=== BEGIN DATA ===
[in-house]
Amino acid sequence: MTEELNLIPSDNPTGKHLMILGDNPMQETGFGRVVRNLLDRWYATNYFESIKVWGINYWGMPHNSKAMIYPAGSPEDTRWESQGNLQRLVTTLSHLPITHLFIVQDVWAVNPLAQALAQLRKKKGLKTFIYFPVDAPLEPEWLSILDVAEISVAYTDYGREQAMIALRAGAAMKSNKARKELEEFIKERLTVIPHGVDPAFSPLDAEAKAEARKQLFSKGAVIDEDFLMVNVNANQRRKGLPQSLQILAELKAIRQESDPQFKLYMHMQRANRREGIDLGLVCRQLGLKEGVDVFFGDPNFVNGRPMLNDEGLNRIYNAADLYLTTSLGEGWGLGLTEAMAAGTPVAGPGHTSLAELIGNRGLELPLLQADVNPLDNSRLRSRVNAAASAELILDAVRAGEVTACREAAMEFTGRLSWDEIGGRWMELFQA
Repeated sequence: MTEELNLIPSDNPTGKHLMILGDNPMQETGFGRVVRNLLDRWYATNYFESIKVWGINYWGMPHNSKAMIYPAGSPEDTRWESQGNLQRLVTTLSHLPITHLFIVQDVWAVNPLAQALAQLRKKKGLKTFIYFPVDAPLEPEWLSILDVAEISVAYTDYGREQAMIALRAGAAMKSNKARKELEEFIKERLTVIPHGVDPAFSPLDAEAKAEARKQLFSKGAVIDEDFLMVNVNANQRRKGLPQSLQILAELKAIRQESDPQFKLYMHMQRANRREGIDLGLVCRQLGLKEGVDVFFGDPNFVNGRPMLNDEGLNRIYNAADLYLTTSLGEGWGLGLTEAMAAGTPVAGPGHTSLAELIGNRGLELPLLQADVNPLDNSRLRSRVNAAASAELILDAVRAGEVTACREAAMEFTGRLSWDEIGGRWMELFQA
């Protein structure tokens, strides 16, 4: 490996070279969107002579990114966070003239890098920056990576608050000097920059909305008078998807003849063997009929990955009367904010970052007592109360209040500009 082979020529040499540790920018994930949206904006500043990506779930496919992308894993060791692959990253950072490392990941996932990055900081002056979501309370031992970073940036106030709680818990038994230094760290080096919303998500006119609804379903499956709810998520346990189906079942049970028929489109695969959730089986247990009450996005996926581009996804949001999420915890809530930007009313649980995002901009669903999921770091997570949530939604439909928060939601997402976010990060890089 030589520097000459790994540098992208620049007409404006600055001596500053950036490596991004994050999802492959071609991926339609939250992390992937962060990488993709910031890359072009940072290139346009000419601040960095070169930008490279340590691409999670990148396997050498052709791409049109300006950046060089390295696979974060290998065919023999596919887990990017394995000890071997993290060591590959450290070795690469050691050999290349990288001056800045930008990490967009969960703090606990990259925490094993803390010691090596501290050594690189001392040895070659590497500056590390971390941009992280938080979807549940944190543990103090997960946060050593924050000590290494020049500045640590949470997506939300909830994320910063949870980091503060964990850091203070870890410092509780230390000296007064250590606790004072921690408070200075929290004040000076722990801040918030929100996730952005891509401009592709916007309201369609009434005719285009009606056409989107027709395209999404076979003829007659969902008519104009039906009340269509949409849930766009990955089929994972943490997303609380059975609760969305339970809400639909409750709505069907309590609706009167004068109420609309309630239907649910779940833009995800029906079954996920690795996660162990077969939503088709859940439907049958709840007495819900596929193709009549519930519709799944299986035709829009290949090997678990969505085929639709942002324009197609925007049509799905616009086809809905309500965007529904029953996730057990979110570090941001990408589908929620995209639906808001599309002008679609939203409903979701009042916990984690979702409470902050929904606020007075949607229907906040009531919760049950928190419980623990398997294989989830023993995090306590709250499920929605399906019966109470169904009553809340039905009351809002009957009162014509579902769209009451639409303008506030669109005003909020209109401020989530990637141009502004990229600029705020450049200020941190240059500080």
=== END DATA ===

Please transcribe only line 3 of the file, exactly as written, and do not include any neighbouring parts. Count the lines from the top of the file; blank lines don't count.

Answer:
Repeated sequence: MTEELNLIPSDNPTGKHLMILGDNPMQETGFGRVVRNLLDRWYATNYFESIKVWGINYWGMPHNSKAMIYPAGSPEDTRWESQGNLQRLVTTLSHLPITHLFIVQDVWAVNPLAQALAQLRKKKGLKTFIYFPVDAPLEPEWLSILDVAEISVAYTDYGREQAMIALRAGAAMKSNKARKELEEFIKERLTVIPHGVDPAFSPLDAEAKAEARKQLFSKGAVIDEDFLMVNVNANQRRKGLPQSLQILAELKAIRQESDPQFKLYMHMQRANRREGIDLGLVCRQLGLKEGVDVFFGDPNFVNGRPMLNDEGLNRIYNAADLYLTTSLGEGWGLGLTEAMAAGTPVAGPGHTSLAELIGNRGLELPLLQADVNPLDNSRLRSRVNAAASAELILDAVRAGEVTACREAAMEFTGRLSWDEIGGRWMELFQA